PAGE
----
4. Understand your future customer.
In most business plans, a description of potential customers and how they make purchasing decisions receives much less attention than operational details such as financing, sourcing and technology. But in the end, it will be the customers who determine your success or failure, Blue Canyon Partners' Brown says.
"You need to know who they are going to be, what drives their purchase decisions, what you can do that will differentiate your offering from that of competitors and how you can convince them of the value of your offer," he says. "And the answers to those questions shouldn't be off-the-cuff guesses. They need to be well-grounded in reality and market testing."
Before launching Tender Greens, Oberholtzer and his partners spent years creating and serving the kinds of dishes they wanted to one day serve at more affordable prices. That experience, says Oberholtzer, is what helped them develop an understanding of the types of farmers-market-inspired dishes that would please local customers.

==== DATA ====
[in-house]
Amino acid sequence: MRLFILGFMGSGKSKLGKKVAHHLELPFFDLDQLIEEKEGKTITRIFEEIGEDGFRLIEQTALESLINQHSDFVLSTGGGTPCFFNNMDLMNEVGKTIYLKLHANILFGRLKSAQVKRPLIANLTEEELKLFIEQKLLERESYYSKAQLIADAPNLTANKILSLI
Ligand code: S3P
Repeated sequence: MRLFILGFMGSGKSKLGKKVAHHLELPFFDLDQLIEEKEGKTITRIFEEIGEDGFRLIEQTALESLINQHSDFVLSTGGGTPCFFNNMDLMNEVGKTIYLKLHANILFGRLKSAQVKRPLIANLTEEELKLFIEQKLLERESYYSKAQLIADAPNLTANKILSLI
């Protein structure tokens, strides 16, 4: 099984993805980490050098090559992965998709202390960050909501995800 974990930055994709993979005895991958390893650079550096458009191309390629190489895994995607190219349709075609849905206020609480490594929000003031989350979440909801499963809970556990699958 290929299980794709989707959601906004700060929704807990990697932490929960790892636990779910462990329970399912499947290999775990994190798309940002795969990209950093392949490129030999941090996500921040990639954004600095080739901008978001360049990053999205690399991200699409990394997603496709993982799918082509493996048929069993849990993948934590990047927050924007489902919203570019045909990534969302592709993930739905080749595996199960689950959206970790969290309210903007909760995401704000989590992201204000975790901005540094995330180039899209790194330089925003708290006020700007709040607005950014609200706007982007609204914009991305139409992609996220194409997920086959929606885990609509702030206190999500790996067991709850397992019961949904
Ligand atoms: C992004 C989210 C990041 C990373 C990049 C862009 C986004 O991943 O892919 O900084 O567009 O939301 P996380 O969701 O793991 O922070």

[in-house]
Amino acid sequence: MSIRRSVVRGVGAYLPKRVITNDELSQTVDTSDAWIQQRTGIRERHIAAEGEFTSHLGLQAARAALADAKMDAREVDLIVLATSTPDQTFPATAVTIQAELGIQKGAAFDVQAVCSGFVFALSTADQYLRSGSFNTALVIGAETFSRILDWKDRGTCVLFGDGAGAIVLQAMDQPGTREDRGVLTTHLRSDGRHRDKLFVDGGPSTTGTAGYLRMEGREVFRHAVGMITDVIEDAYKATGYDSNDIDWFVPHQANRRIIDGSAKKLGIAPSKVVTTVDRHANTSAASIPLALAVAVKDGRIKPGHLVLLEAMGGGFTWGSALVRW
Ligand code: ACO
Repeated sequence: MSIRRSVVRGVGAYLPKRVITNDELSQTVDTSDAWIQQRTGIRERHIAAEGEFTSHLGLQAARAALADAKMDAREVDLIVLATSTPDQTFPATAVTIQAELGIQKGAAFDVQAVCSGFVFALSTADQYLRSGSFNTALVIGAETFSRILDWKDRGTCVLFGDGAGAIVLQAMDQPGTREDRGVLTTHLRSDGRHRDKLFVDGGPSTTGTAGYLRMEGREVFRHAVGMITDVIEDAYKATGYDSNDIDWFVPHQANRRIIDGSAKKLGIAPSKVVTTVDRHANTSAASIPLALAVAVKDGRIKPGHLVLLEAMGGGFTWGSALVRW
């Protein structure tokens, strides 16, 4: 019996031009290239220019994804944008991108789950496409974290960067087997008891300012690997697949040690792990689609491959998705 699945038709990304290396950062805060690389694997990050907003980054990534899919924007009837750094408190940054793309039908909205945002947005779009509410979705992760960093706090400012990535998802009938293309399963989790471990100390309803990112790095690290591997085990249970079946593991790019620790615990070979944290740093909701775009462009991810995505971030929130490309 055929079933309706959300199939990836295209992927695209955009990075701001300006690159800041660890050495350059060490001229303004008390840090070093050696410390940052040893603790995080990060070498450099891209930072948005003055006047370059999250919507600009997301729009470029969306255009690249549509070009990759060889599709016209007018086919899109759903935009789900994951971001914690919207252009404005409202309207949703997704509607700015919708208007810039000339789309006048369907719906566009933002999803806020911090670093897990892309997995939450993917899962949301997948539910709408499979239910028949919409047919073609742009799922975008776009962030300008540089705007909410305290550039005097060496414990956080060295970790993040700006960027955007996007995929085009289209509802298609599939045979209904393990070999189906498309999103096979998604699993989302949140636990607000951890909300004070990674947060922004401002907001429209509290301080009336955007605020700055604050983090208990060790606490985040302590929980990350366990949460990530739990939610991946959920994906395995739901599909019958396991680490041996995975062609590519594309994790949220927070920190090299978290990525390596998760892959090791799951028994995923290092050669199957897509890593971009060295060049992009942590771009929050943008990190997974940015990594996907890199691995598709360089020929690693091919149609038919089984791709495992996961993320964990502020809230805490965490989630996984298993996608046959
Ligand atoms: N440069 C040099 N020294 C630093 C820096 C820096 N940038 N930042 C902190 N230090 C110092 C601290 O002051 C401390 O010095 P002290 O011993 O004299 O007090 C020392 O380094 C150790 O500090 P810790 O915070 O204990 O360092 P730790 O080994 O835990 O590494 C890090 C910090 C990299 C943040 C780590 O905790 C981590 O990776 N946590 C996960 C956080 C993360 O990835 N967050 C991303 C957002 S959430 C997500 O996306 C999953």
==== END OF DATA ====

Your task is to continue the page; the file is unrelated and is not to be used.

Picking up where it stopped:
Understanding your future customers can be the difference between changing a failed aircraft engine on the ground vs. doing so midflight, Brown says. "The former is much simpler and much more likely to be successful. Once you start up the business, it's likely that you will be consumed with operating details, often with little time to think and even less to make adjustments. Implementing the right plan from the start is far more likely to yield success than figuring out a plan on the fly."
5. Establish cash resources.
"Cash is king, so you must take steps to adequately capitalize the business and secure ready sources of capital for growth," says Steve Henley, senior managing director and national tax practice leader at Cbiz MHM, an accounting and management service provider. "A good cash-forecasting tool is critical so that you can plan for the sources and uses of cash on a rolling basis."
While some startups rely on owners' capital, others look to investors. Tender Greens' owners raised funds from friends, family members and colleagues.